Good morning, Broadsheet readers! Wall Street is hearing Nikki Haley out, Female Founders Fund is raising another fund, and the only trans CEO in the Fortune 1000 believes in the power of the beauty industry. Have a relaxing weekend!
– Big beauty. When Sue Nabi became the CEO of Coty in 2020, the $5.3 billion beauty giant had had five CEOs in five years. Nabi had spent much of her career at L’Oréal, where she was the president of the Lancôme brand, had founded a vegan, gender-neutral skincare brand called Orveda, and came up with the L’Oréal’s famous “You’re worth it” campaign.So when she got up in front of her Coty employees for the first time, she talked about beauty. Starting off with her perspective on the industry earned the respect of a workforce starved for that kind of understanding of their work; recent CEOs were all beauty outsiders from the world of consumer-packaged goods. “This was the first time the CEO spoke to them not about the P&L, what we need to do next week, next quarter, and so on, but about a vision, a passion, and how intuition is essential in our business,” Nabi remembers.
Nabi spoke to my colleague Phil Wahba in an interview last month. At Coty, she has spent the past few years finding new markets for struggling older brands like CoverGirl as well as trying new ventures, like Coty’s stakes in Kardashian-Jenner family brands KKW Beauty (now SKKN by Kim) and Kylie Cosmetics. Some have gone better than others; the sisters are reportedly looking to buy back those stakes. (Nabi says Coty has “very well-established and highly successful relationships with both teams.”)In tough economic times for consumers, Nabi has leaned into her passion for the industry. “[Beauty] is resilient because beauty makes you feel better in general and, therefore, look better,” she told Phil. “Beauty is the face you show to the world.” Nabi knows how important beauty can be to identity. She is the only trans CEO in the Fortune 1000; her closest peer is Martine Rothblatt, the founder and CEO of biotech company United Therapeutics.
“I love saying to people, ‘Judge me on what I do rather than who I am,'” she says. Read Phil’s full interview here.
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ALSO IN THE HEADLINES
- Worker win. Members of the United Auto Workers union voted to support new contracts with Detroit’s Big Three automakers—including Mary Barra's GM—that will raise wages and improve other benefits. The contracts have prompted other automakers to raise wages to avoid strikes similar to the UAW’s.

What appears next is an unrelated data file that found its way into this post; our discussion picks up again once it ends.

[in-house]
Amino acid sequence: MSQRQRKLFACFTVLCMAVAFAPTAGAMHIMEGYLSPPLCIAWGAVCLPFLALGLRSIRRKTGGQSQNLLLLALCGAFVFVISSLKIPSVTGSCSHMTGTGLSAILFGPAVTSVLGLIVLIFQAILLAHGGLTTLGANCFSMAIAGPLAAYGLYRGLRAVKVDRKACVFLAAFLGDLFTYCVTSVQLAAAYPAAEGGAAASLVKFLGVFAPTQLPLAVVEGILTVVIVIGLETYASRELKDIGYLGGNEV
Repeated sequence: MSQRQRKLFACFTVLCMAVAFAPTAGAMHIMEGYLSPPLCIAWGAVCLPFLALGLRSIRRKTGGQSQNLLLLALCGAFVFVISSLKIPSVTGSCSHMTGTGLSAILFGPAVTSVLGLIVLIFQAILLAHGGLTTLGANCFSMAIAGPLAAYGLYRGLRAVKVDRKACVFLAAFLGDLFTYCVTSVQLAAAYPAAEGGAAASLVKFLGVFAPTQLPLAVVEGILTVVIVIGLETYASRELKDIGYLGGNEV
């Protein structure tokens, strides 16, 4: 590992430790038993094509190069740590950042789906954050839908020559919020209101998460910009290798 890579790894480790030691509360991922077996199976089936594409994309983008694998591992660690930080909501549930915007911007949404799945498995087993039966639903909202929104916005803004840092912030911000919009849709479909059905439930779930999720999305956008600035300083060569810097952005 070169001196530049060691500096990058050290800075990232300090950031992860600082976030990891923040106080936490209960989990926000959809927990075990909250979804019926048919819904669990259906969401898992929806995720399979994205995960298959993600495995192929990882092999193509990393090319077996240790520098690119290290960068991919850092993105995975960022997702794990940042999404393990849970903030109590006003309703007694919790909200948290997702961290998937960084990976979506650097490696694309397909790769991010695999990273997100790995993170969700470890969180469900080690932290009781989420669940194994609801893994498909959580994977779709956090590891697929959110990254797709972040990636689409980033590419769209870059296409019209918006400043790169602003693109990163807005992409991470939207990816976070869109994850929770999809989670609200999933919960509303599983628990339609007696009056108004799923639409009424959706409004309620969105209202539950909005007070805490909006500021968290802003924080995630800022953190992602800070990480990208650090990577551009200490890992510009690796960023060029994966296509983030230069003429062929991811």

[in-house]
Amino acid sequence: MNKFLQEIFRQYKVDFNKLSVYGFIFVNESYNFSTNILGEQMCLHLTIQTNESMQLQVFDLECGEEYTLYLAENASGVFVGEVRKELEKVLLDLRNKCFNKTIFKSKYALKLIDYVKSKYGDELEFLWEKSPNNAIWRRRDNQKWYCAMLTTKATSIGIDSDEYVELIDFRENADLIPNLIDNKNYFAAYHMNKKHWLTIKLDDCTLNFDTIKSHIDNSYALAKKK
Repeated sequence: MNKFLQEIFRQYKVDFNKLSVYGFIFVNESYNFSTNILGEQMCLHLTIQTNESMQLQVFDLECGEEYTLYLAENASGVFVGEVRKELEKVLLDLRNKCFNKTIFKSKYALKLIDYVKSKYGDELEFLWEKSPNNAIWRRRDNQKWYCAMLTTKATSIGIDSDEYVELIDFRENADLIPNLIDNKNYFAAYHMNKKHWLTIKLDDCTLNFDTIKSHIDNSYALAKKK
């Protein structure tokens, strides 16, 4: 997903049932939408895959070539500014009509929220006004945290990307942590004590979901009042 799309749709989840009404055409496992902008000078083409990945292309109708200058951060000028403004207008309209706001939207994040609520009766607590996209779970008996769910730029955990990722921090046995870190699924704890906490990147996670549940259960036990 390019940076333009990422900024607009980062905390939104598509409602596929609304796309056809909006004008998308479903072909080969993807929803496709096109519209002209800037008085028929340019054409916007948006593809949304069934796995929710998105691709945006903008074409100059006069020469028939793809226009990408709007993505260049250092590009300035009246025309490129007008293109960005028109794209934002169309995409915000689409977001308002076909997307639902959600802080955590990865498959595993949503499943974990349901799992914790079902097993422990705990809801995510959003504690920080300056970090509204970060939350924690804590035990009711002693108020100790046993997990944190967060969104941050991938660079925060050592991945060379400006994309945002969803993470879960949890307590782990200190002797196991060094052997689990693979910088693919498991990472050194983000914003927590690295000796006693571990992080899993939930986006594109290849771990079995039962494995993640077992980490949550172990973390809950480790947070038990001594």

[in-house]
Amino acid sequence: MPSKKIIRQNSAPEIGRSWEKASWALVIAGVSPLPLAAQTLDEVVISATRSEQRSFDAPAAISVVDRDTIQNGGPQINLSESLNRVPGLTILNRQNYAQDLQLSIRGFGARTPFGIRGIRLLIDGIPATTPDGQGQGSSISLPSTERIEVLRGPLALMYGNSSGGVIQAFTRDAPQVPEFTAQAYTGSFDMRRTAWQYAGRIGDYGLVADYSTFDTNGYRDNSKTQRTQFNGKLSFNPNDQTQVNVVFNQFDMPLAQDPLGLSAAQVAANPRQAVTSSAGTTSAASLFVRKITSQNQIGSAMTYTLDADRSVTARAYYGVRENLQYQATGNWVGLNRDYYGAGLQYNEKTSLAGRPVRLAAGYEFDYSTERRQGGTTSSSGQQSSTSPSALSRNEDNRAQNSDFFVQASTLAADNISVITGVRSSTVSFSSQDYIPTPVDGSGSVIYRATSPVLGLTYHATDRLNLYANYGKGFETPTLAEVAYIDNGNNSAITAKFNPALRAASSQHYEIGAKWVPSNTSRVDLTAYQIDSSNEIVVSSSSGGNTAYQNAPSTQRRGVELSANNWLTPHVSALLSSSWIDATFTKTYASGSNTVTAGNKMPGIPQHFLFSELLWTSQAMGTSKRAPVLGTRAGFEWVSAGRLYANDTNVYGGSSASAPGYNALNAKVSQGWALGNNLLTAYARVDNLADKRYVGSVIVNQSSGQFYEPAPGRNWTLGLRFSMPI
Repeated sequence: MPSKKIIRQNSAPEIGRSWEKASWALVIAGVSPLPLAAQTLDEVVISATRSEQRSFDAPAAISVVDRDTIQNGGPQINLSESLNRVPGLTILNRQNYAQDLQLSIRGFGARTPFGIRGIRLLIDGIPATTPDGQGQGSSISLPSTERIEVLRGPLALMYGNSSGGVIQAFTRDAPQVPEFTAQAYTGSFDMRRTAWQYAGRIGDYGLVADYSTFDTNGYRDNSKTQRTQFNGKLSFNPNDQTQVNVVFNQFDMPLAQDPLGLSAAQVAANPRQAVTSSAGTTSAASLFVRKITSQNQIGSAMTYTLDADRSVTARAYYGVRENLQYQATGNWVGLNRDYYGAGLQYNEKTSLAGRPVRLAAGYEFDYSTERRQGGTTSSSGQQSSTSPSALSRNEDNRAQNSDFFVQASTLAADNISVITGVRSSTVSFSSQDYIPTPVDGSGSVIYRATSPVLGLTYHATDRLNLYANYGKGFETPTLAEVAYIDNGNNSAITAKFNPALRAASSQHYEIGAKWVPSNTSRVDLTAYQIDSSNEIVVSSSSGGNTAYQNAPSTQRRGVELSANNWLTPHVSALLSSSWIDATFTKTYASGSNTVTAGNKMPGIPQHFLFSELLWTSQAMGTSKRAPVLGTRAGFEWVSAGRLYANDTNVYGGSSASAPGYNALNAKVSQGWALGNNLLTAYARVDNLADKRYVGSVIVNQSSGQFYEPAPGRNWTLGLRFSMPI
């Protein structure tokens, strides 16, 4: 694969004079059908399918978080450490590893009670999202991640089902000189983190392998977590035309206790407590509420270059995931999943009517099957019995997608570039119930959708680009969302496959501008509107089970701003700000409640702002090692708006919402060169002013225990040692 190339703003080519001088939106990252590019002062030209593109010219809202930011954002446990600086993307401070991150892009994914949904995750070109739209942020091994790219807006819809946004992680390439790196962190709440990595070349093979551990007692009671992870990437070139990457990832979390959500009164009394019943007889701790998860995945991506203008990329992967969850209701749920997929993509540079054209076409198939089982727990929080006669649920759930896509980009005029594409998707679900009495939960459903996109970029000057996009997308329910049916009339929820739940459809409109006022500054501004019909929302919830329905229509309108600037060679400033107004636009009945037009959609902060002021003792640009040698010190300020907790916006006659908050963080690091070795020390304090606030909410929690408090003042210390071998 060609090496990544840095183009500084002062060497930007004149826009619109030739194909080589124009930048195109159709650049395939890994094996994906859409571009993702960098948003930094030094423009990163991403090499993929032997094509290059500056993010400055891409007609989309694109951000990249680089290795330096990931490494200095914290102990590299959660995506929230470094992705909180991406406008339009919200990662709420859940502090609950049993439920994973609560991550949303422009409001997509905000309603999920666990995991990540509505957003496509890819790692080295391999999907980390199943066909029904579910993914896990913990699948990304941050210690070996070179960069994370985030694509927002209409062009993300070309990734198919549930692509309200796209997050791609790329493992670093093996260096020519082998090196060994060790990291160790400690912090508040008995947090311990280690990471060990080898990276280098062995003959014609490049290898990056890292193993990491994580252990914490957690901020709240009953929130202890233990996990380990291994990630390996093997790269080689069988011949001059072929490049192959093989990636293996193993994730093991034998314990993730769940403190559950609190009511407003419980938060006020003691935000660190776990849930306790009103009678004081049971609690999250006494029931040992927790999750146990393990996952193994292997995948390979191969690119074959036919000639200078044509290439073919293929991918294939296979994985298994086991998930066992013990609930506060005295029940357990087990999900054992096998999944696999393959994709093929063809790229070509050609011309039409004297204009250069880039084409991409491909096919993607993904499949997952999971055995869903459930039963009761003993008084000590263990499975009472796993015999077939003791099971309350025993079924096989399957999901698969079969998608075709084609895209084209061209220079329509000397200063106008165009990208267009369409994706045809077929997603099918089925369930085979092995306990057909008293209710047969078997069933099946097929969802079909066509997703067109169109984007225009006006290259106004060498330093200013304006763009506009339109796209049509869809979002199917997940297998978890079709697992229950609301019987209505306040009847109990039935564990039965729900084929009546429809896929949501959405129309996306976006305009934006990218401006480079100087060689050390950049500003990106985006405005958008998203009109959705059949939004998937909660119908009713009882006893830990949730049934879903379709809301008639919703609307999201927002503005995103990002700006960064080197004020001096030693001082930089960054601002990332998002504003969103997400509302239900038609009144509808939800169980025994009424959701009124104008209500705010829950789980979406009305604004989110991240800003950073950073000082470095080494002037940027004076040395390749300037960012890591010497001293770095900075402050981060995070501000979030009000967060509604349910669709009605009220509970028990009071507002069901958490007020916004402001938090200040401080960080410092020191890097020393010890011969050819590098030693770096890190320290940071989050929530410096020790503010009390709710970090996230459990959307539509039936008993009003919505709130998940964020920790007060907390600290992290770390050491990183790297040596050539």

- Chasing the big bucks. After strong debate performances, Republican presidential candidate Nikki Haley is courting Wall Street, taking meetings with the CEOs of Goldman Sachs and BlackRock. Billionaire investors like Stanley Druckenmiller and Eric Levine have already pledged financial support, and even JPMorgan Chase CEO and registered Democrat Jamie Dimon reportedly believes Haley “has the potential to bring the country together.”
- Another raise. Female Founders Fund plans to raise $75 million to invest in early-stage businesses from female entrepreneurs, according to SEC filings this week. The fund led by Anu Duggal has raised around $88 million across previous funds that fueled investments in dozens of women-led companies, like women's health business Maven and social astrology app Co-Star.
- Homework. As China struggles with both a declining birth rate and a lack of gender parity in the workforce, panelists at Fortune China’s ESG summit in Shanghai warned that the country risks taking more women out of the workforce by encouraging them to have more children. Fortune
- Cassie comes forward. R&B singer Cassie accused Sean Combs, her former romantic partner, of rape and years of physical abuse in a lawsuit in a Manhattan federal court on Thursday. The producer and media mogul denies the allegations. Cassie's lawsuit was made possible by New York's Adult Survivors Act, which lets sexual abuse survivors file civil suits after the statute of limitations has expired. “After years in silence and darkness, I am finally ready to tell my story," she said.
- Skip the appointment. Women in the U.K. will soon be able to secure a prescription for birth control at their local pharmacy without any physician approval or health checks. The program, which starts next month, is expected to provide around 500,000 women with access to contraception.
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"I have a huge platform, and if I can share my outfits, I can also share things that make people feel less alone."—Gabrielle Union on
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